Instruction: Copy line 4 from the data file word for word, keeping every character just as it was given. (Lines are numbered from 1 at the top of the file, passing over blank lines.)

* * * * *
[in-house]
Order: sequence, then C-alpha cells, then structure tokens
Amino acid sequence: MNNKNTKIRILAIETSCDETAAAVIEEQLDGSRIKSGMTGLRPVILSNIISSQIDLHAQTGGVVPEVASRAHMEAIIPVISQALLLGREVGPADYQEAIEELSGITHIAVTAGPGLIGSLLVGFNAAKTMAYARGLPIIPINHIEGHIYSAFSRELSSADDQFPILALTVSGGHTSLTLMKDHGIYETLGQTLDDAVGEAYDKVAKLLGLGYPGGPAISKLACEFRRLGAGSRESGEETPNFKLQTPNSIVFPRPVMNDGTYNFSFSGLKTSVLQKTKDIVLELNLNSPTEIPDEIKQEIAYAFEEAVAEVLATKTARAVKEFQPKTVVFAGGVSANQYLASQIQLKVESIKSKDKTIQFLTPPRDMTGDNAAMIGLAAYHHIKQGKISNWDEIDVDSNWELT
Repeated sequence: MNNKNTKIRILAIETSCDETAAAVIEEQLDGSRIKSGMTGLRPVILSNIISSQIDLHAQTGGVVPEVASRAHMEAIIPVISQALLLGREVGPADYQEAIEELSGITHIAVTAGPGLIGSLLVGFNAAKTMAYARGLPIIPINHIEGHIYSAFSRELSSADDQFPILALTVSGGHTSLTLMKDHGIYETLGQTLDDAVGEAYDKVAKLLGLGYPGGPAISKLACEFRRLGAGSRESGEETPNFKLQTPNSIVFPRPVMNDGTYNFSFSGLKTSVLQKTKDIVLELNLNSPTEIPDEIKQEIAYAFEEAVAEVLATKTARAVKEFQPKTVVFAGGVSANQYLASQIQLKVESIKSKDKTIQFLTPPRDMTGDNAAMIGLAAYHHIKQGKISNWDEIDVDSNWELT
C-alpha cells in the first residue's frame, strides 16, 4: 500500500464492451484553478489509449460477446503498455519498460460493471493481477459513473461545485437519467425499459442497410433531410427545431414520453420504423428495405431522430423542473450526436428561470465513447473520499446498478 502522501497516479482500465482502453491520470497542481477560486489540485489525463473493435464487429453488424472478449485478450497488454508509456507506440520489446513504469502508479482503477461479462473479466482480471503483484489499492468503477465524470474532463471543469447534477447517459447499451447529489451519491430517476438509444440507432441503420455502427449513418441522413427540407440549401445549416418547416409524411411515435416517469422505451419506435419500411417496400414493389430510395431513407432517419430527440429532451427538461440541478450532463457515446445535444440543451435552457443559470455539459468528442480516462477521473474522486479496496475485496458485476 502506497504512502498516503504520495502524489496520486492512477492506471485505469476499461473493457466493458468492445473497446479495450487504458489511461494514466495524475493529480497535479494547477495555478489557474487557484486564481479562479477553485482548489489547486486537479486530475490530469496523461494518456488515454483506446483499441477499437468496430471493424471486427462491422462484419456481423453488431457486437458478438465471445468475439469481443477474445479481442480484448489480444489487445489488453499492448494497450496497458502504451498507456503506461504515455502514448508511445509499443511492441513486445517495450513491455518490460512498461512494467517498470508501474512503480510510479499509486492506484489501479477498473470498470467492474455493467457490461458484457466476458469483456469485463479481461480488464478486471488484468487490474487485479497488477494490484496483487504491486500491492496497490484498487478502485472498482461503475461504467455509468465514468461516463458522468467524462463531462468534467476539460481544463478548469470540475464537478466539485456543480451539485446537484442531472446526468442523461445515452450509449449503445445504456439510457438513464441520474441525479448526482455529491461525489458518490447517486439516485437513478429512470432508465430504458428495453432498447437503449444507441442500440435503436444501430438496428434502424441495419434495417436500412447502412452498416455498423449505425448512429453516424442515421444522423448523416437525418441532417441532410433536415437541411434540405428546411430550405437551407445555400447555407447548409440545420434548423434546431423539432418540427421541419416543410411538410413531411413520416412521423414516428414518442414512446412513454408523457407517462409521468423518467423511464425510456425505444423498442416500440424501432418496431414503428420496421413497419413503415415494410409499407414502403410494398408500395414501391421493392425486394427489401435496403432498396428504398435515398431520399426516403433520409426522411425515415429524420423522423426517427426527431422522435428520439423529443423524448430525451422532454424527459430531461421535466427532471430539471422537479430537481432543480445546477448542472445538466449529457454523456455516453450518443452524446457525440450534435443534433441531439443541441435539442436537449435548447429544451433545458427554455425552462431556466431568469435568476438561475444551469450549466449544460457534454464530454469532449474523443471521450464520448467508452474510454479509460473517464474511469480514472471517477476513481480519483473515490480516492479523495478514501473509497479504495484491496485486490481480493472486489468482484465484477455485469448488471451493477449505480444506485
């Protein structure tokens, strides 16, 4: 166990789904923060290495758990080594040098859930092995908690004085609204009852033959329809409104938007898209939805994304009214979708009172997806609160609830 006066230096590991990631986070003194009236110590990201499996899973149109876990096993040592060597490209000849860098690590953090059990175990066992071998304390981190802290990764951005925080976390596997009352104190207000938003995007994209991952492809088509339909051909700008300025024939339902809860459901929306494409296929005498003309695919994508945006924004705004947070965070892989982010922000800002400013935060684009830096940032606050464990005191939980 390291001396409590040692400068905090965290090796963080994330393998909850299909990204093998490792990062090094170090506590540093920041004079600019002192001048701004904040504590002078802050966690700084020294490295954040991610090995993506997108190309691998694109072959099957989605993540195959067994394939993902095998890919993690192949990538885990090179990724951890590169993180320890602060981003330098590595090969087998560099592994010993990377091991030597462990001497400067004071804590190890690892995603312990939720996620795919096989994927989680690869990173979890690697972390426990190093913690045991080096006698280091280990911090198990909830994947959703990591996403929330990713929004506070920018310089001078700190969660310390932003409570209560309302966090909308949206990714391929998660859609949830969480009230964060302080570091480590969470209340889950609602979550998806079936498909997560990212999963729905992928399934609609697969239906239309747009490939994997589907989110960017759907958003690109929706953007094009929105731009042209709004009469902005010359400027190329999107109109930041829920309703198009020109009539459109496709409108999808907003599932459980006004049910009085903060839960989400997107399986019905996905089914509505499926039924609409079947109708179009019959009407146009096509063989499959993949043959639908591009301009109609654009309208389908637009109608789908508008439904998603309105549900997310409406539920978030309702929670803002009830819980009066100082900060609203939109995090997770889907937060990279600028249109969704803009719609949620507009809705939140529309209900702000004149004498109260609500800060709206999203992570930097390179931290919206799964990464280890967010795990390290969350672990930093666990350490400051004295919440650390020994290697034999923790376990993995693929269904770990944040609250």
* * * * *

Repeated sequence: MNNKNTKIRILAIETSCDETAAAVIEEQLDGSRIKSGMTGLRPVILSNIISSQIDLHAQTGGVVPEVASRAHMEAIIPVISQALLLGREVGPADYQEAIEELSGITHIAVTAGPGLIGSLLVGFNAAKTMAYARGLPIIPINHIEGHIYSAFSRELSSADDQFPILALTVSGGHTSLTLMKDHGIYETLGQTLDDAVGEAYDKVAKLLGLGYPGGPAISKLACEFRRLGAGSRESGEETPNFKLQTPNSIVFPRPVMNDGTYNFSFSGLKTSVLQKTKDIVLELNLNSPTEIPDEIKQEIAYAFEEAVAEVLATKTARAVKEFQPKTVVFAGGVSANQYLASQIQLKVESIKSKDKTIQFLTPPRDMTGDNAAMIGLAAYHHIKQGKISNWDEIDVDSNWELT